The Monroe County Community School Corporation School Board has ended a seven-month search for a new superintendent by announcing J.T. Coopman’s appointment to the post. Coopman currently serves Superintendent of Clark-Pleasant Community Schools in Whiteland. His contract with the MCCSC will begin July 1, 2009. Bloomington High School North principal Jeffry Henderson attended each of three public forums that featured the superintendent finalists. Henderson says Coopman’s question and answer session with teachers, parents and students stood out.
“His thoughtfulness with regards to how he pondered the questions before he answered them was impressive to me. When given difficult questions that would require a significant amount of study and investigation prior to making a decision, he was able to articulate that clearly,” he said.
Henderson says Coopman has earned a reputation as a consensus builder, and that made him an attractive candidate for a district that’s had four superintendents in less than three years.
“Looking forward to having a leader that will hopefully be with us for a period of time and provide some good stability for the district. And get folks working in the same direction toward the accomplishment of a common goal,” Henderson said.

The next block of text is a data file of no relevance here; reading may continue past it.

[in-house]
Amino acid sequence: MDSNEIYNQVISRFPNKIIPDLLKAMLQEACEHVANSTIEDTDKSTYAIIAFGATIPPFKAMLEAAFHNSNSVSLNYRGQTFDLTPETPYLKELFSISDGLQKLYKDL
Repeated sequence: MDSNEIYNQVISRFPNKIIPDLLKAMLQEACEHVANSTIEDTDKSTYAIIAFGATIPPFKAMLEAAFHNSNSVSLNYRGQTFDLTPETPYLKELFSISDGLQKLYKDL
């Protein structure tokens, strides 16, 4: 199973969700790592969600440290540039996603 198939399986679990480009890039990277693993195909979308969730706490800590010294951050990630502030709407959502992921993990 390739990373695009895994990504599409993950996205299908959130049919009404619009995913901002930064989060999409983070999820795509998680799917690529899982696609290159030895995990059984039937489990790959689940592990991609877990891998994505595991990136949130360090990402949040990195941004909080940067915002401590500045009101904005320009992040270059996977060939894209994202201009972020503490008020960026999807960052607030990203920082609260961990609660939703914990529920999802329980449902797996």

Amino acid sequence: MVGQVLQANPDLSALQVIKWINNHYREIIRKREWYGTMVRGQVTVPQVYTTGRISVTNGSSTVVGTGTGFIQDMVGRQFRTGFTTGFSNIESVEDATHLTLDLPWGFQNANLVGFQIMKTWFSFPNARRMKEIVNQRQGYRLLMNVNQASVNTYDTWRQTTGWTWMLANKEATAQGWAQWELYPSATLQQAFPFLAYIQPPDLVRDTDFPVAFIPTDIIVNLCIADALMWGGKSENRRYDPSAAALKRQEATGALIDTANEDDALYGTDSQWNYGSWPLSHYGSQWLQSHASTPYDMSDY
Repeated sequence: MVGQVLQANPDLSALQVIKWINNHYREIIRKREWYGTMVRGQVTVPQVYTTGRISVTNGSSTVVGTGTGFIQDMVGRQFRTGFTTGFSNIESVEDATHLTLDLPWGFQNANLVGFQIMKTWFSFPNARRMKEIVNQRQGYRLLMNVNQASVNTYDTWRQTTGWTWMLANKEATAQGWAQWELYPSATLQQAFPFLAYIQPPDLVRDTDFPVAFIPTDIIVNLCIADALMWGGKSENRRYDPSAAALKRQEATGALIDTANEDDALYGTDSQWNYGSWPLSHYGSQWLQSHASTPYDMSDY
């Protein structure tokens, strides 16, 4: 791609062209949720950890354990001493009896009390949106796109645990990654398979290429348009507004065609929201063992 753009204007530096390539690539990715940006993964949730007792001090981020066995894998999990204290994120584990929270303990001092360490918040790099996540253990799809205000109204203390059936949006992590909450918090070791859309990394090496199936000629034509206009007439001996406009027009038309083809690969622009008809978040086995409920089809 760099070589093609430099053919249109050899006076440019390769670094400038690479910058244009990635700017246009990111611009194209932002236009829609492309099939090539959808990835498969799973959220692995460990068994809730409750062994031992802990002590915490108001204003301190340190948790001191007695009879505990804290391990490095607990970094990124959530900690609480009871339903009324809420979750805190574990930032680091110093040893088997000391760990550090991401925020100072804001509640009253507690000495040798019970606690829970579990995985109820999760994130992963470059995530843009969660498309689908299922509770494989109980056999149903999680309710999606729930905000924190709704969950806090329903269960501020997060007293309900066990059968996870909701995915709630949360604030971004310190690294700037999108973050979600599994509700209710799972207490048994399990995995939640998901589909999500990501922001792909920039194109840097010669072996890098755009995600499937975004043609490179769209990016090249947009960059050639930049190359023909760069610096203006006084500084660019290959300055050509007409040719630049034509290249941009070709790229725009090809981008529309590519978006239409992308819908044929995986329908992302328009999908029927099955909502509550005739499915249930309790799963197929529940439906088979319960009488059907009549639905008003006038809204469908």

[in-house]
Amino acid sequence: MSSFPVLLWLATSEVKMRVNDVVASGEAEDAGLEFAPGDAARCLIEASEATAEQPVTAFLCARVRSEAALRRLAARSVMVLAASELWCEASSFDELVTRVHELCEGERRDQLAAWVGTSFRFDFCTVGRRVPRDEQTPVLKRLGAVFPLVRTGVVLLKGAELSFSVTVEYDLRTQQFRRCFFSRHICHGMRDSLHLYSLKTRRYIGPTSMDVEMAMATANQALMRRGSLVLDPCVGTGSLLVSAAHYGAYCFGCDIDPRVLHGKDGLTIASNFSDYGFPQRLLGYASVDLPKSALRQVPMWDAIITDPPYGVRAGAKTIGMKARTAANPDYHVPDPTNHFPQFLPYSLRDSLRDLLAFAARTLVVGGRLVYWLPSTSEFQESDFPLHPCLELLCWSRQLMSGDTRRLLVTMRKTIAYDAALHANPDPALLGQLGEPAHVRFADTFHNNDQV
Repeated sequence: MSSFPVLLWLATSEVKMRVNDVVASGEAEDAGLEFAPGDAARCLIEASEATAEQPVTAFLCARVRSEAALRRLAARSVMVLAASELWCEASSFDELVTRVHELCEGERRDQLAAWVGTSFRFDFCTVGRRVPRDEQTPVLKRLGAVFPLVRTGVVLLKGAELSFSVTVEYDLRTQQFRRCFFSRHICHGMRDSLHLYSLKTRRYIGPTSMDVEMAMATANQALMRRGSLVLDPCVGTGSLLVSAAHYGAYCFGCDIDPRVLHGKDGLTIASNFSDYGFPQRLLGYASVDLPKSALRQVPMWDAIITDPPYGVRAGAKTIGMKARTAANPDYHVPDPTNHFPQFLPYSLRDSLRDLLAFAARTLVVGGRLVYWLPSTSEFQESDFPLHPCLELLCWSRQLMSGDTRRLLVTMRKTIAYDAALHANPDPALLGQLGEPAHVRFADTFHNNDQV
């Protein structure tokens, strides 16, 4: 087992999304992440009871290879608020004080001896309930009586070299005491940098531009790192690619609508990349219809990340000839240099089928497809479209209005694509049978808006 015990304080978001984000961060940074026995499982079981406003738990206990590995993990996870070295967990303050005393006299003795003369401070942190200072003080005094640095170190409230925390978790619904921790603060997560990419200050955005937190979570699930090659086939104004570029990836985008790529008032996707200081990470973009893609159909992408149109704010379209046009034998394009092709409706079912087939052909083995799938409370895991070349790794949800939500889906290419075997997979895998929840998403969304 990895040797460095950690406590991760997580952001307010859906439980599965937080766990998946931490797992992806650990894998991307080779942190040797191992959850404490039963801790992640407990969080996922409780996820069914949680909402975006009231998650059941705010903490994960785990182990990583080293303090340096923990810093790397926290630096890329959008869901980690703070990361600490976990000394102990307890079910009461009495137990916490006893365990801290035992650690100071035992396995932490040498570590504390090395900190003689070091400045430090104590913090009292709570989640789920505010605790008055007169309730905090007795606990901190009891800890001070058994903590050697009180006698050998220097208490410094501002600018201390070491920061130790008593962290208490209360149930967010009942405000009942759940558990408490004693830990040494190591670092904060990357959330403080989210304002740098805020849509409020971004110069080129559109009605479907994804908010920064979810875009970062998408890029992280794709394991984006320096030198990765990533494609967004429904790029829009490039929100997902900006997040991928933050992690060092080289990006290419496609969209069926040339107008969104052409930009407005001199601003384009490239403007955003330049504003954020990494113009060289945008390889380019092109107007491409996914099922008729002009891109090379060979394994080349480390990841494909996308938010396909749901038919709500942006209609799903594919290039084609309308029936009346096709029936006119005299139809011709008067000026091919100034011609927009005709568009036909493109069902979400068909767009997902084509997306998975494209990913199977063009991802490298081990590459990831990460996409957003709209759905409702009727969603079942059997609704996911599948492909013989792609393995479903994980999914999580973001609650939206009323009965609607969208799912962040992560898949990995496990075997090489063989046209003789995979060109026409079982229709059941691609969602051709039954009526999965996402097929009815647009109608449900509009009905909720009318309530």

Henderson says the fact Coopman has stayed in his current job for more than 10 years demonstrates he’s been a steady and successful superintendent. He says although Coopman’s leadership style fits what the MCCSC is looking for, adapting to a new community tends to always challenge new superintendents.
“Coming into a new district, the first year is probably going to be spent getting to know the district, getting to know the community and getting to know the [school] board. That you try to make decisions that try to benefit the majority of individuals. When you make those decisions, you’re not always going to make everybody happy in this line of work,” he said.
Coopman’s never worked as an educator in Monroe County, but he earned two degrees at Indiana University-Bloomington and was a teacher in Owen County early in his career.